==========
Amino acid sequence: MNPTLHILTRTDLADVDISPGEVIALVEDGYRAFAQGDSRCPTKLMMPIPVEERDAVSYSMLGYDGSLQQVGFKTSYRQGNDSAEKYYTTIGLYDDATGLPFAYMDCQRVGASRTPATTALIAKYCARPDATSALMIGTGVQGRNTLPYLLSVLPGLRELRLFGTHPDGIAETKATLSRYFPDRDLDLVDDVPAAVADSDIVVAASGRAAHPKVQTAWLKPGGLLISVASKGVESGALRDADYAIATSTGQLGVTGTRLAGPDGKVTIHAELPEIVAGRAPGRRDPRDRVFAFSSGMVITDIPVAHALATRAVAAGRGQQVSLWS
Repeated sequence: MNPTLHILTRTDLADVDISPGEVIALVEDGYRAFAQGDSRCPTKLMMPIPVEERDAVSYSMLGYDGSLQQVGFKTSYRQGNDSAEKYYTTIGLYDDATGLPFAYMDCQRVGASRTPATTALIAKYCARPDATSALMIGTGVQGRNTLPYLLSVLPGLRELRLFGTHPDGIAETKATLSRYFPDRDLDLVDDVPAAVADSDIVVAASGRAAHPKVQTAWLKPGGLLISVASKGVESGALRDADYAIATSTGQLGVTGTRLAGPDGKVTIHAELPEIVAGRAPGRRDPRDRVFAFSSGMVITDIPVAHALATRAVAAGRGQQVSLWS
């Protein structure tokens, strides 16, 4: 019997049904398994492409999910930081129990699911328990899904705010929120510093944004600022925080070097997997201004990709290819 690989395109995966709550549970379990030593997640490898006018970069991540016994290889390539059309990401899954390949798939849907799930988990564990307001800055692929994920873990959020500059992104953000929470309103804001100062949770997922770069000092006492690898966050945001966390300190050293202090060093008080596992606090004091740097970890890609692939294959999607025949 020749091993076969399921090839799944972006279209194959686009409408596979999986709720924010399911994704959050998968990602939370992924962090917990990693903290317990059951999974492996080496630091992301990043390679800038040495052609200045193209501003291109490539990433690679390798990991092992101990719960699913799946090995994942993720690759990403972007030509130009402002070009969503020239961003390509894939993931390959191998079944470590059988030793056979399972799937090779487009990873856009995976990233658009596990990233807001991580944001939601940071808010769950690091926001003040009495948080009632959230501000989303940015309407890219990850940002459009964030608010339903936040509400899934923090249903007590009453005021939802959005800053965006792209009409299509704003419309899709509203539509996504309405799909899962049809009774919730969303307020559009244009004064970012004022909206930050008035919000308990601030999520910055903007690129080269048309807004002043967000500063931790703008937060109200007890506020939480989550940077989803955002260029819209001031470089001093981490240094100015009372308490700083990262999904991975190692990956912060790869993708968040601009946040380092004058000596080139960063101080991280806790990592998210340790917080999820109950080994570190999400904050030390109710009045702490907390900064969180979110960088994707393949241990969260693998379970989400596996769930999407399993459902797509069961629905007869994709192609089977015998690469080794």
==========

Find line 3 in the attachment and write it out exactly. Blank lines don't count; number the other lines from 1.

């Protein structure tokens, strides 16, 4: 019997049904398994492409999910930081129990699911328990899904705010929120510093944004600022925080070097997997201004990709290819 690989395109995966709550549970379990030593997640490898006018970069991540016994290889390539059309990401899954390949798939849907799930988990564990307001800055692929994920873990959020500059992104953000929470309103804001100062949770997922770069000092006492690898966050945001966390300190050293202090060093008080596992606090004091740097970890890609692939294959999607025949 020749091993076969399921090839799944972006279209194959686009409408596979999986709720924010399911994704959050998968990602939370992924962090917990990693903290317990059951999974492996080496630091992301990043390679800038040495052609200045193209501003291109490539990433690679390798990991092992101990719960699913799946090995994942993720690759990403972007030509130009402002070009969503020239961003390509894939993931390959191998079944470590059988030793056979399972799937090779487009990873856009995976990233658009596990990233807001991580944001939601940071808010769950690091926001003040009495948080009632959230501000989303940015309407890219990850940002459009964030608010339903936040509400899934923090249903007590009453005021939802959005800053965006792209009409299509704003419309899709509203539509996504309405799909899962049809009774919730969303307020559009244009004064970012004022909206930050008035919000308990601030999520910055903007690129080269048309807004002043967000500063931790703008937060109200007890506020939480989550940077989803955002260029819209001031470089001093981490240094100015009372308490700083990262999904991975190692990956912060790869993708968040601009946040380092004058000596080139960063101080991280806790990592998210340790917080999820109950080994570190999400904050030390109710009045702490907390900064969180979110960088994707393949241990969260693998379970989400596996769930999407399993459902797509069961629905007869994709192609089977015998690469080794």